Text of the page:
When I first started shooting (like most of us), we were always looking for beautiful people. It made our job a lot easier, but as I evolved and my photographic eye evolved, I began to notice a trend of what I liked and what I didn’t like. And I noticed that the better models were producing something far more “magical” than the standard models. It was a connection with the photographer and with the connection with the photographer, you make a connection with the viewing audience. By doing that you create “life” in the eyes of the model. Emotion across the face and a connection that is indisputable and that is what I’ve began to develop in what is known as Model Boot Camp. I want to connect with the model. If I want the model to be sexy, it’s a lot more than just “looking” sexy for the camera. It’s about “feeling” sexy, so when the viewer views the image, I want to hear “God, that model is soooooooo sexy!” And sexy is a broad adjective and it means different things to different people and in each session it is my job to find out what that particular model’s sexy is, and teach them out to bring it out.
But it starts even before that. I would sit a model down and ask them what to they think their physical weaknesses are. It may be a weak chin, it may be a large nose, it may be eyes too close together. You would be surprised what kind of answers I may get from a model, because sometimes they just don’t know. They would tell me things that they may not like about themselves, but that is a whole different ballgame than saying what is your weakness as it pertains to the photographer. So we discuss these things and I take a series of photographs so they can personally see what I may see (yes, I allow the model to view the shoot as we go along, how else are they to learn?). A simple ½ inch turn of the head can make a weak chin look strong. Eyes that are too close together can come across slightly cross eyed, so changing the angle of the head ever so slightly will correct that. It is the little nuances in angles that can make a mediocre picture into a great picture. We find out what their best angles are, their good side versus their bad side, etc.. Once they get a clear understanding, you can see their modeling start taking on a particular shape and understanding that now they are not just standing in front the camera, they are actually modeling. Then from there we go into connecting with me as the photographer and viewer of the image. At this point is a psychological dance of the minds. I literally have to get into their business (and WOW some of the things I’ve learned). I need to know what it is that makes them feel particular ways about themselves and whatever that feeling is, they must learn to evoke it at the drop of a hat to produce the image. Most times I get it, and if not, we work at it until they’ve achieved it. The magical thing about it is this. Once they start viewing the images, it gets to a point that they tell me if the “it” factor is there or not. And it is how a model learns to grow.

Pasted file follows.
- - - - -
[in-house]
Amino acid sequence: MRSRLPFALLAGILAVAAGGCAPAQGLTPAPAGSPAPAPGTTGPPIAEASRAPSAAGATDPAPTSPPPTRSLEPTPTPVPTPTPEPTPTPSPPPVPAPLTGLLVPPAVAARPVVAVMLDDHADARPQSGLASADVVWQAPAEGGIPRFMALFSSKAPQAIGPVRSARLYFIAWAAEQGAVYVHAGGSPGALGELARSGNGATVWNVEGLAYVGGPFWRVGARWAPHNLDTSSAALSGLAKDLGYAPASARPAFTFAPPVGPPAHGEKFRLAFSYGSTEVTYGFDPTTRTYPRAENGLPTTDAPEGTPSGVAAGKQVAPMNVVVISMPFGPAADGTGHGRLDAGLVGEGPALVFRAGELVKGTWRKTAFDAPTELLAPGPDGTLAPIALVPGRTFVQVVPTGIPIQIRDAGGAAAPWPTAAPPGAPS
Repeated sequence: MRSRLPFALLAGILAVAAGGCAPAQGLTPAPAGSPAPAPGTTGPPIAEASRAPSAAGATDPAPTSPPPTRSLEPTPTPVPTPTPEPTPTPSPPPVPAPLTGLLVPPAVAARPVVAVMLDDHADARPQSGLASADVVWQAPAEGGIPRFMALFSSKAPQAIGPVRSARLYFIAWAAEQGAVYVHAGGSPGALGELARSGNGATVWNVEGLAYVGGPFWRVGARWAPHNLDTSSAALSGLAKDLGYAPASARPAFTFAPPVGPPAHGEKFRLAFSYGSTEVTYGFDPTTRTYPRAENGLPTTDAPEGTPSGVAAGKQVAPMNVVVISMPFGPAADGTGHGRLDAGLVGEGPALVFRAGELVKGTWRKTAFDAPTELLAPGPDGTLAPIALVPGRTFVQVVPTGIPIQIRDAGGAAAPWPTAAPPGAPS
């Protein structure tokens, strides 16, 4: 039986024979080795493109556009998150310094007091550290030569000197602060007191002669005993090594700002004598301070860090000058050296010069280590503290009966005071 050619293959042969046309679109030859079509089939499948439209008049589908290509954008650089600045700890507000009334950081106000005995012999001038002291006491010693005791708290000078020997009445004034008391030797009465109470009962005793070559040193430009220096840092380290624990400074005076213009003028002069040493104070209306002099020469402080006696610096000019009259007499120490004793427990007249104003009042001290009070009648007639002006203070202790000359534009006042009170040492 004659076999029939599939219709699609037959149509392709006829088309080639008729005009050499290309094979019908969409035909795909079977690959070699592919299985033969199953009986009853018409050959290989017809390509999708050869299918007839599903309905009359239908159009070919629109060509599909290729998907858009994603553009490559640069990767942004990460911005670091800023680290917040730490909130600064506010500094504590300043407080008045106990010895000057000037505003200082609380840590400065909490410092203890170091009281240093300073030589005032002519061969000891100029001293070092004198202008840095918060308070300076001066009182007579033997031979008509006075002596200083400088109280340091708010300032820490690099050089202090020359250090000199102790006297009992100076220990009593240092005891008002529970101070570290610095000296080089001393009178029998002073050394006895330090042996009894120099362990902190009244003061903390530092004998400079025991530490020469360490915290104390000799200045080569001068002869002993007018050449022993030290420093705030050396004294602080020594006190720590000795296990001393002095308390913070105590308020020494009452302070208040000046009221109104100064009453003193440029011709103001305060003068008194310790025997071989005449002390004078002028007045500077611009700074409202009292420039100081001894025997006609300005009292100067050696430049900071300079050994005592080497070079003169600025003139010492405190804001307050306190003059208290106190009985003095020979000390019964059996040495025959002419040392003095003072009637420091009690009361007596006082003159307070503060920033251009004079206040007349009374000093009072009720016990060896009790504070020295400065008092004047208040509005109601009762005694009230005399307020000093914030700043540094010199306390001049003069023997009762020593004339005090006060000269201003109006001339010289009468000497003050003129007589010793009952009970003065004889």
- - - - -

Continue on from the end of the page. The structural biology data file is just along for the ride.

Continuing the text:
Once I have achieved that special connection, we can then move on to the body. Most models I shoot are already in peak physical condition, but it is still my job to teach them how the equates to a photograph. A well built body can look blocky and square at the wrong angle, a woman’s waist can look thicker and thighs can look wider if they are presented to the camera wrong. So it is my job in Model Bootcamp to explain these things and how they relate to the camera. This is an ever evolving process. We discuss hand placement, arm placement, foot placement. And it is to get it to the point that it is natural. I strip away at the “model” façade and I force the model to become real and vulnerable with me, because when they do, I can guarantee you an amazing photograph. Most models have no idea what they are about to present to me, however, when we are done, it is not I that are picking out the final proofs it is them.
Is it a lot of work? Hell yeah, but it is also very rewarding. I love to hear an agent say to me “what in the world did you do to get this? These images are amazing! There is life in their eyes!”
It’s all about the connection. It’s all about the emotion. It’s all about the love.
It’s all about the Bootcamp.
Model: Yusuf Myers
Model: Anthony Lorenzo
Model: B.J. Williams
Model: Goldin Martinez